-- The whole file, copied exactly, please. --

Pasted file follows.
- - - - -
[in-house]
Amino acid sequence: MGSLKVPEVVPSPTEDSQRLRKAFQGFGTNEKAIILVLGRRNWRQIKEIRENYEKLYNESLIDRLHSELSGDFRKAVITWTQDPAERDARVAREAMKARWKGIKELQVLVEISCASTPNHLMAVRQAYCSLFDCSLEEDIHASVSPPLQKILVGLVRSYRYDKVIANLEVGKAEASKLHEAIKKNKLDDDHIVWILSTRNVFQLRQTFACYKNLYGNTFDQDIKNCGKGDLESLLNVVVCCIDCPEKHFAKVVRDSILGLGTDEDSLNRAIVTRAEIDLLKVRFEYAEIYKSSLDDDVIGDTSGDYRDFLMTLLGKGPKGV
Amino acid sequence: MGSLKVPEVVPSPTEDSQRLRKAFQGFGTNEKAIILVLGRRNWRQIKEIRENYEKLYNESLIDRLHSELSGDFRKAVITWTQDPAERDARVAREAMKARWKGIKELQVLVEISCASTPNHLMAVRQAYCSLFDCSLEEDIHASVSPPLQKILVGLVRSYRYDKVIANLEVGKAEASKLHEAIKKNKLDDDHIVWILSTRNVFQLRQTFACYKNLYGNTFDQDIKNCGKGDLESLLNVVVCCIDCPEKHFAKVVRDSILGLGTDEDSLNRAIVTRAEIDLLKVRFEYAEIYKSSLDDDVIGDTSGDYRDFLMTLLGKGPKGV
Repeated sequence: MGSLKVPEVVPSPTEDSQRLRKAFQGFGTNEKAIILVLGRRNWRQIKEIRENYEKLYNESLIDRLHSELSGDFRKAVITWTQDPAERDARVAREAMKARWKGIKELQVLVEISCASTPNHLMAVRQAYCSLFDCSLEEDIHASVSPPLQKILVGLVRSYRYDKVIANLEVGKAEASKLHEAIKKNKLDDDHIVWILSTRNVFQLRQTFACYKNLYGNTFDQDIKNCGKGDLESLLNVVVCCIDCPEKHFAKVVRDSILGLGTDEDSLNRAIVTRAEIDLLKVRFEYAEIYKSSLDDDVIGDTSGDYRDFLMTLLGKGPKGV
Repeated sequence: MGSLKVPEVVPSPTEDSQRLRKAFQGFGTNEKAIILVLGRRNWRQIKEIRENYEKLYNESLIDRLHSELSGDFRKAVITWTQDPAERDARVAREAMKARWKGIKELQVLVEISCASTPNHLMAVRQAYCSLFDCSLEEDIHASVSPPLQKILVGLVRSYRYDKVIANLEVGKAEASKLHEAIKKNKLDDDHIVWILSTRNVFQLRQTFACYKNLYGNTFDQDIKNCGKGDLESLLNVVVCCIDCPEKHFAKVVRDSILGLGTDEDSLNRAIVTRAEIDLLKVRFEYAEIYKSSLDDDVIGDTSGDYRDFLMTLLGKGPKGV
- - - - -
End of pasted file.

[in-house]
Amino acid sequence: MGSLKVPEVVPSPTEDSQRLRKAFQGFGTNEKAIILVLGRRNWRQIKEIRENYEKLYNESLIDRLHSELSGDFRKAVITWTQDPAERDARVAREAMKARWKGIKELQVLVEISCASTPNHLMAVRQAYCSLFDCSLEEDIHASVSPPLQKILVGLVRSYRYDKVIANLEVGKAEASKLHEAIKKNKLDDDHIVWILSTRNVFQLRQTFACYKNLYGNTFDQDIKNCGKGDLESLLNVVVCCIDCPEKHFAKVVRDSILGLGTDEDSLNRAIVTRAEIDLLKVRFEYAEIYKSSLDDDVIGDTSGDYRDFLMTLLGKGPKGV
Amino acid sequence: MGSLKVPEVVPSPTEDSQRLRKAFQGFGTNEKAIILVLGRRNWRQIKEIRENYEKLYNESLIDRLHSELSGDFRKAVITWTQDPAERDARVAREAMKARWKGIKELQVLVEISCASTPNHLMAVRQAYCSLFDCSLEEDIHASVSPPLQKILVGLVRSYRYDKVIANLEVGKAEASKLHEAIKKNKLDDDHIVWILSTRNVFQLRQTFACYKNLYGNTFDQDIKNCGKGDLESLLNVVVCCIDCPEKHFAKVVRDSILGLGTDEDSLNRAIVTRAEIDLLKVRFEYAEIYKSSLDDDVIGDTSGDYRDFLMTLLGKGPKGV
Repeated sequence: MGSLKVPEVVPSPTEDSQRLRKAFQGFGTNEKAIILVLGRRNWRQIKEIRENYEKLYNESLIDRLHSELSGDFRKAVITWTQDPAERDARVAREAMKARWKGIKELQVLVEISCASTPNHLMAVRQAYCSLFDCSLEEDIHASVSPPLQKILVGLVRSYRYDKVIANLEVGKAEASKLHEAIKKNKLDDDHIVWILSTRNVFQLRQTFACYKNLYGNTFDQDIKNCGKGDLESLLNVVVCCIDCPEKHFAKVVRDSILGLGTDEDSLNRAIVTRAEIDLLKVRFEYAEIYKSSLDDDVIGDTSGDYRDFLMTLLGKGPKGV
Repeated sequence: MGSLKVPEVVPSPTEDSQRLRKAFQGFGTNEKAIILVLGRRNWRQIKEIRENYEKLYNESLIDRLHSELSGDFRKAVITWTQDPAERDARVAREAMKARWKGIKELQVLVEISCASTPNHLMAVRQAYCSLFDCSLEEDIHASVSPPLQKILVGLVRSYRYDKVIANLEVGKAEASKLHEAIKKNKLDDDHIVWILSTRNVFQLRQTFACYKNLYGNTFDQDIKNCGKGDLESLLNVVVCCIDCPEKHFAKVVRDSILGLGTDEDSLNRAIVTRAEIDLLKVRFEYAEIYKSSLDDDVIGDTSGDYRDFLMTLLGKGPKGV